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Groundhog Facts: Lesson for Kids

Instructor: Diane Sieverson

Diane has taught all subjects at the elementary level, was the principal of a K-8 private school and has a master's degree in Measurement and Evaluation.

Groundhogs are rodents that live in North America. Come learn about these animals, how they live, what they eat, different names for them, and other interesting facts about groundhogs.

What are Groundhogs?

It's a chilly, February day and a crowd is waiting. Several men in fancy black coats and black top hats are standing around waiting for a famous, furry animal to come out of his den. It's Groundhog Day and the groundhog that everyone is watching is Punxsutawney (pronounced PUNKS-uh-TAW-nee) Phil. Everyone is waiting to find out if he sees his shadow. An old legend says that if he sees his shadow, winter will last 6 more weeks. Most people are hoping he won't, even though groundhogs and their shadows can't really predict the weather!

Groundhogs are digging rodents with thick bodies and small, round ears. They can weigh a little over 13 pounds, which is about the same as a medium-sized house cat. Groundhogs can be a little over 26 inches long, which is a little longer than 2 footballs lined up end to end.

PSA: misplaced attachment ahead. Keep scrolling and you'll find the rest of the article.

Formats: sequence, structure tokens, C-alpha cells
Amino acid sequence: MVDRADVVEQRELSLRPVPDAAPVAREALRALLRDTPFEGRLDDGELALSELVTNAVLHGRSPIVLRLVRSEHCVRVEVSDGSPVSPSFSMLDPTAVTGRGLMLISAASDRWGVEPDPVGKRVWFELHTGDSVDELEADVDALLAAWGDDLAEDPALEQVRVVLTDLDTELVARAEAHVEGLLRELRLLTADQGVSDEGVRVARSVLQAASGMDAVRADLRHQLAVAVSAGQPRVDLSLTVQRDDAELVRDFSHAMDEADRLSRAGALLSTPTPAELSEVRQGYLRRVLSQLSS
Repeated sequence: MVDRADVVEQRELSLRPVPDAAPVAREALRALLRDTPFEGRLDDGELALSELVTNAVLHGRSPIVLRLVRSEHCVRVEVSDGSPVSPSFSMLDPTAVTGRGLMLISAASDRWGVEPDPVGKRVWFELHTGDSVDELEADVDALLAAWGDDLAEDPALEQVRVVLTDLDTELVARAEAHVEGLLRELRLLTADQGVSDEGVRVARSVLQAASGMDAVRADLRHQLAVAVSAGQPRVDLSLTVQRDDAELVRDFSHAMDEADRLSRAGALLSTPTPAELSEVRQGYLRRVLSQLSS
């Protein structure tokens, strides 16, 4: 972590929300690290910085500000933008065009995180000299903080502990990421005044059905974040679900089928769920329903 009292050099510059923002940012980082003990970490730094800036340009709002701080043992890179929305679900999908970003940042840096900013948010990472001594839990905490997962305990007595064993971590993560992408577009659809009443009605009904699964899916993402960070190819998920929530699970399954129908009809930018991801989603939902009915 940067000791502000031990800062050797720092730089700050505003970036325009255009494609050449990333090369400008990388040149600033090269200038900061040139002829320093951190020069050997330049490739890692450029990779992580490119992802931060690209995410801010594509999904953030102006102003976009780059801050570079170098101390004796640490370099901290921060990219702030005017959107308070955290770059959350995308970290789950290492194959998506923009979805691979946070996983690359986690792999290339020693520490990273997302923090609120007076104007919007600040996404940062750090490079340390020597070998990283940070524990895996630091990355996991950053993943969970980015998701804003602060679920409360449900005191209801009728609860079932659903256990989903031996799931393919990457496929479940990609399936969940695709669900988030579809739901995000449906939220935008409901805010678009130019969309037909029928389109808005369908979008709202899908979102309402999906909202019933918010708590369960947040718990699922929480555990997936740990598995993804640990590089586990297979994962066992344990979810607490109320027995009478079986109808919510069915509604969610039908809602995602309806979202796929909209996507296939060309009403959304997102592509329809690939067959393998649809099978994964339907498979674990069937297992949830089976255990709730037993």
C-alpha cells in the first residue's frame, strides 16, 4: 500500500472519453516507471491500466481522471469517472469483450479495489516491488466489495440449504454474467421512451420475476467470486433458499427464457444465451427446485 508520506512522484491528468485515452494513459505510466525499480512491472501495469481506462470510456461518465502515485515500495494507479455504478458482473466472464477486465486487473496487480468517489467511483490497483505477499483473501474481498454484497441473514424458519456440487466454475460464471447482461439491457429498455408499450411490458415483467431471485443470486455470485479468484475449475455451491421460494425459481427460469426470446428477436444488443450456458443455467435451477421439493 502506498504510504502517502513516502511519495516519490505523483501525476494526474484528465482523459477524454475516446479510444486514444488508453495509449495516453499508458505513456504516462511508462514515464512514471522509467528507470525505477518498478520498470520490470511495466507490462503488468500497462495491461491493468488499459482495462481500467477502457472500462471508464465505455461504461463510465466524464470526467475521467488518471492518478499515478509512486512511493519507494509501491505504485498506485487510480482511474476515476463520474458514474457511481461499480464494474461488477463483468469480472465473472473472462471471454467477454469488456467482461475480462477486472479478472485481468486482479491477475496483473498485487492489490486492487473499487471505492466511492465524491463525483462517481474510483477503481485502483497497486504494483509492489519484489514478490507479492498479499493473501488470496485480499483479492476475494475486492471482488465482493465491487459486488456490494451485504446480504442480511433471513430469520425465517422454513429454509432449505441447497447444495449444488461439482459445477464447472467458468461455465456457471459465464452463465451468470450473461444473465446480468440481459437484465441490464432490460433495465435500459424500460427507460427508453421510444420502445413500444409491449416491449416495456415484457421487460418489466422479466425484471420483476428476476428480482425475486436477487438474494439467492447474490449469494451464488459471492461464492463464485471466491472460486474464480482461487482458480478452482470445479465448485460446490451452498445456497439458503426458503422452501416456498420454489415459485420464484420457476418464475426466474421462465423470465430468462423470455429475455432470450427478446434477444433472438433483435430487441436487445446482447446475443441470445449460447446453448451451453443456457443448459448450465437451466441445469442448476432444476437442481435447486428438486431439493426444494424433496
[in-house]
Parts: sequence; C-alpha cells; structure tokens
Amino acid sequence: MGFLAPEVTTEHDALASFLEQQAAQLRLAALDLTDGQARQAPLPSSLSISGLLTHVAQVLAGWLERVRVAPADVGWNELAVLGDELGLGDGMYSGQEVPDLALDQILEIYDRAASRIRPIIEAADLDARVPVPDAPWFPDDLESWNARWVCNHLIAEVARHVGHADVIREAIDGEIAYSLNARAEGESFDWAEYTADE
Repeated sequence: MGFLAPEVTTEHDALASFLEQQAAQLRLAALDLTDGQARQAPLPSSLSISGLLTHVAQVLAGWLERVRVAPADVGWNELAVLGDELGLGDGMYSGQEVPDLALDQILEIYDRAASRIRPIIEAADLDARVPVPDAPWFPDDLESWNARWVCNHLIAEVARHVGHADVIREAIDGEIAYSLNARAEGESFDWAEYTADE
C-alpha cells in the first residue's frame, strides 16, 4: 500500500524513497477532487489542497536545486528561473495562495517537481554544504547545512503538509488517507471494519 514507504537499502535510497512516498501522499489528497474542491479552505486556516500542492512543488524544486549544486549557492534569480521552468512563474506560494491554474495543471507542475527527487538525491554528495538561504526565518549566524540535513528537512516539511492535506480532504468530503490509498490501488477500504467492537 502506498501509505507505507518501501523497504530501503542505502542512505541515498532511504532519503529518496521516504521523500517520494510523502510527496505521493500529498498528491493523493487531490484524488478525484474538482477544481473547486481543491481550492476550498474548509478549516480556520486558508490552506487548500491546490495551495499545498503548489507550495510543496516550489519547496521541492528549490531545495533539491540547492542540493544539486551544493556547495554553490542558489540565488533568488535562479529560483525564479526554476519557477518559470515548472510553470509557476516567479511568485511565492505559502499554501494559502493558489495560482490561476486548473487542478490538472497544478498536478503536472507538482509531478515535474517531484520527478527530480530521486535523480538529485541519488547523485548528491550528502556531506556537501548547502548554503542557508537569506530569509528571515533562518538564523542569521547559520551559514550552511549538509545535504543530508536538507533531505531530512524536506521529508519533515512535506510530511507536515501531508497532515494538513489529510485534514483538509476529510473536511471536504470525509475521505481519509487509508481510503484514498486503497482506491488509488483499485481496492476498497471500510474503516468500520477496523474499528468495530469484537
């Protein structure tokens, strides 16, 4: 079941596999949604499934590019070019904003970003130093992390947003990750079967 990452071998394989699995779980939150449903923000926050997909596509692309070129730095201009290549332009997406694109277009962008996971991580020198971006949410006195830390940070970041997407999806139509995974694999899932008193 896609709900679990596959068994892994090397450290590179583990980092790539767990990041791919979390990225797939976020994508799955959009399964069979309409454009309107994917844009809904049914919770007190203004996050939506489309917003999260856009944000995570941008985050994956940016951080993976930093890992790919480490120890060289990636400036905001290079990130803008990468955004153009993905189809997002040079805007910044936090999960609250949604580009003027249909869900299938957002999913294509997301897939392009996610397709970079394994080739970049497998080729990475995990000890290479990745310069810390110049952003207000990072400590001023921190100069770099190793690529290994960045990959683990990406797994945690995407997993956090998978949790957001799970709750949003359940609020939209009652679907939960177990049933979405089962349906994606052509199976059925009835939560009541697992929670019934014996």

Groundhog
Groundhog

They have thick fur that comes in many colors, including dark brown, reddish, and gray. Groundhogs are part of the squirrel family and, like squirrels, are great at climbing trees even though they mostly like to hang out on the ground. They are also good swimmers.

You may have heard groundhogs called woodchucks, which is a mispronunciation of 'wuchak'. 'Wuchak' is the name Native Americans gave these animals and it means 'digger'. Groundhogs are also called whistle pigs because of the noise they sometimes make.

Where do Groundhogs Live?

Groundhogs are native to North America. They can be found in the United States as far south as Louisiana and Georgia and as far north as Alaska and parts of Canada. And although you probably like hanging out with your friends at the park or playground, groundhogs usually like to spend their time alone.

Groundhogs live in places like forests, pastures, fields, and areas where wild shrubs and trees grow near open, grassy areas. Just like you need a home, groundhogs need homes, too. But they usually have a summer home and winter home.

Groundhog popping out of its den
Groundhog popping out of its den

Groundhogs dig tunnels that lead to deep holes in the ground called dens where they hibernate, or stay asleep, during the winter. While they hibernate, their body temperature drops, they may only take 2 breaths a minute, and don't eat for about 150 days.

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